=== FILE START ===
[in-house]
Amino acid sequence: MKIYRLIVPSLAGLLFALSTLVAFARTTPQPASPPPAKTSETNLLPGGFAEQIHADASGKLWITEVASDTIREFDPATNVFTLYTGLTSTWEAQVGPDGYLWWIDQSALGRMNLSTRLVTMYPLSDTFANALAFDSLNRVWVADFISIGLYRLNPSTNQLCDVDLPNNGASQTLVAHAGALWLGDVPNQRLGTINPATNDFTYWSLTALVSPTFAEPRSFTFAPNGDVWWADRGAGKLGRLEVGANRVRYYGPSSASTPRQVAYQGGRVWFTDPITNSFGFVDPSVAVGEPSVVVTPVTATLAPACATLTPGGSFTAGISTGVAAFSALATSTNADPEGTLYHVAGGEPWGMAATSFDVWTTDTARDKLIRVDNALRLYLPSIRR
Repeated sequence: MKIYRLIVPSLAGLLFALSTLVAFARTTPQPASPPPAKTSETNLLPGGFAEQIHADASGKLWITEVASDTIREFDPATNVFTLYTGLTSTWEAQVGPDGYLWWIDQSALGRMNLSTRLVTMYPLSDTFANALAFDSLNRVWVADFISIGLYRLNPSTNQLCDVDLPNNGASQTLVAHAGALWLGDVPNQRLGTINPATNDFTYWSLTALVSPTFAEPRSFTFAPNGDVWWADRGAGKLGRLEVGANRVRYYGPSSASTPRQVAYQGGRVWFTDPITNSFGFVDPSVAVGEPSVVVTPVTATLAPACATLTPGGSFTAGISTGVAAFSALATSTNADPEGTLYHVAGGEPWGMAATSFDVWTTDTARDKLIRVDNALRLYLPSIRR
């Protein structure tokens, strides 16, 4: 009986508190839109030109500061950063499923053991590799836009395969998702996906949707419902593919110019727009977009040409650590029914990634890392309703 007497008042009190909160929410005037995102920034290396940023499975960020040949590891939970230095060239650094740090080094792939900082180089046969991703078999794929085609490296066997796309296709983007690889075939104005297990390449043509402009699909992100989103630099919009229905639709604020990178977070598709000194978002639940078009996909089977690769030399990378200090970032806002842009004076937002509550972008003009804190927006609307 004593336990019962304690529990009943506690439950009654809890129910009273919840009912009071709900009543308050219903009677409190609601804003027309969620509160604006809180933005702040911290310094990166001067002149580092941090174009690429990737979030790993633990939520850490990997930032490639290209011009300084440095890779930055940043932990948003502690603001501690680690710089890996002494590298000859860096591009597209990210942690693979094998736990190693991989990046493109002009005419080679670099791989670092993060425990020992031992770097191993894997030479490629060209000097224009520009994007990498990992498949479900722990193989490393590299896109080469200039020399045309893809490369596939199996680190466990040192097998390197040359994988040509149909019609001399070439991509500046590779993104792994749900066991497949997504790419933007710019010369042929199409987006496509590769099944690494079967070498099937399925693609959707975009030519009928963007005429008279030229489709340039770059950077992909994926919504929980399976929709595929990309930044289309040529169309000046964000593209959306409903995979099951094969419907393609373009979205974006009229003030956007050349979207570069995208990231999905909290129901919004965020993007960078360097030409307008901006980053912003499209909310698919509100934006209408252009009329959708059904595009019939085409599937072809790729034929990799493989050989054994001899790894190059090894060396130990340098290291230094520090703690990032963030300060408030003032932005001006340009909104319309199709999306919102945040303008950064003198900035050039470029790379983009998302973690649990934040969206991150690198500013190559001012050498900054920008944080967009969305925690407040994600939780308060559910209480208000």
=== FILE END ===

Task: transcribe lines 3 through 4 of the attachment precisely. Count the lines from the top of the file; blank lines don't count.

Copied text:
Repeated sequence: MKIYRLIVPSLAGLLFALSTLVAFARTTPQPASPPPAKTSETNLLPGGFAEQIHADASGKLWITEVASDTIREFDPATNVFTLYTGLTSTWEAQVGPDGYLWWIDQSALGRMNLSTRLVTMYPLSDTFANALAFDSLNRVWVADFISIGLYRLNPSTNQLCDVDLPNNGASQTLVAHAGALWLGDVPNQRLGTINPATNDFTYWSLTALVSPTFAEPRSFTFAPNGDVWWADRGAGKLGRLEVGANRVRYYGPSSASTPRQVAYQGGRVWFTDPITNSFGFVDPSVAVGEPSVVVTPVTATLAPACATLTPGGSFTAGISTGVAAFSALATSTNADPEGTLYHVAGGEPWGMAATSFDVWTTDTARDKLIRVDNALRLYLPSIRR
């Protein structure tokens, strides 16, 4: 009986508190839109030109500061950063499923053991590799836009395969998702996906949707419902593919110019727009977009040409650590029914990634890392309703 007497008042009190909160929410005037995102920034290396940023499975960020040949590891939970230095060239650094740090080094792939900082180089046969991703078999794929085609490296066997796309296709983007690889075939104005297990390449043509402009699909992100989103630099919009229905639709604020990178977070598709000194978002639940078009996909089977690769030399990378200090970032806002842009004076937002509550972008003009804190927006609307 004593336990019962304690529990009943506690439950009654809890129910009273919840009912009071709900009543308050219903009677409190609601804003027309969620509160604006809180933005702040911290310094990166001067002149580092941090174009690429990737979030790993633990939520850490990997930032490639290209011009300084440095890779930055940043932990948003502690603001501690680690710089890996002494590298000859860096591009597209990210942690693979094998736990190693991989990046493109002009005419080679670099791989670092993060425990020992031992770097191993894997030479490629060209000097224009520009994007990498990992498949479900722990193989490393590299896109080469200039020399045309893809490369596939199996680190466990040192097998390197040359994988040509149909019609001399070439991509500046590779993104792994749900066991497949997504790419933007710019010369042929199409987006496509590769099944690494079967070498099937399925693609959707975009030519009928963007005429008279030229489709340039770059950077992909994926919504929980399976929709595929990309930044289309040529169309000046964000593209959306409903995979099951094969419907393609373009979205974006009229003030956007050349979207570069995208990231999905909290129901919004965020993007960078360097030409307008901006980053912003499209909310698919509100934006209408252009009329959708059904595009019939085409599937072809790729034929990799493989050989054994001899790894190059090894060396130990340098290291230094520090703690990032963030300060408030003032932005001006340009909104319309199709999306919102945040303008950064003198900035050039470029790379983009998302973690649990934040969206991150690198500013190559001012050498900054920008944080967009969305925690407040994600939780308060559910209480208000």